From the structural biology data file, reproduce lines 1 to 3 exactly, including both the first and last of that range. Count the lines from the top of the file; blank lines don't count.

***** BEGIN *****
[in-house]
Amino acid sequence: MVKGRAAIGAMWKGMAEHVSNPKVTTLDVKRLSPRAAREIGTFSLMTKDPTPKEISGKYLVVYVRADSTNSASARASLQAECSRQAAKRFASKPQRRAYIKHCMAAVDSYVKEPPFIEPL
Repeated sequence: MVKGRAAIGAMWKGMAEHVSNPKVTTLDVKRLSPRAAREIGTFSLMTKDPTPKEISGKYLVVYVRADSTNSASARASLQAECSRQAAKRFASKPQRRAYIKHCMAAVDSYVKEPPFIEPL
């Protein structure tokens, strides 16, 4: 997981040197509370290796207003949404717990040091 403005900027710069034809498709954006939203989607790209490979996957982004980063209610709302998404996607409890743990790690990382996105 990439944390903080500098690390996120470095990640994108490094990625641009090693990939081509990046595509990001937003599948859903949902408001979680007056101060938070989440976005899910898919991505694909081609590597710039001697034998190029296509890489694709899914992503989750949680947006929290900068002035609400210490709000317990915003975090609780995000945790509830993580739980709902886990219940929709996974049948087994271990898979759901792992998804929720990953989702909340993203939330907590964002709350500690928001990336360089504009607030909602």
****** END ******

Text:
[in-house]
Amino acid sequence: MVKGRAAIGAMWKGMAEHVSNPKVTTLDVKRLSPRAAREIGTFSLMTKDPTPKEISGKYLVVYVRADSTNSASARASLQAECSRQAAKRFASKPQRRAYIKHCMAAVDSYVKEPPFIEPL
Repeated sequence: MVKGRAAIGAMWKGMAEHVSNPKVTTLDVKRLSPRAAREIGTFSLMTKDPTPKEISGKYLVVYVRADSTNSASARASLQAECSRQAAKRFASKPQRRAYIKHCMAAVDSYVKEPPFIEPL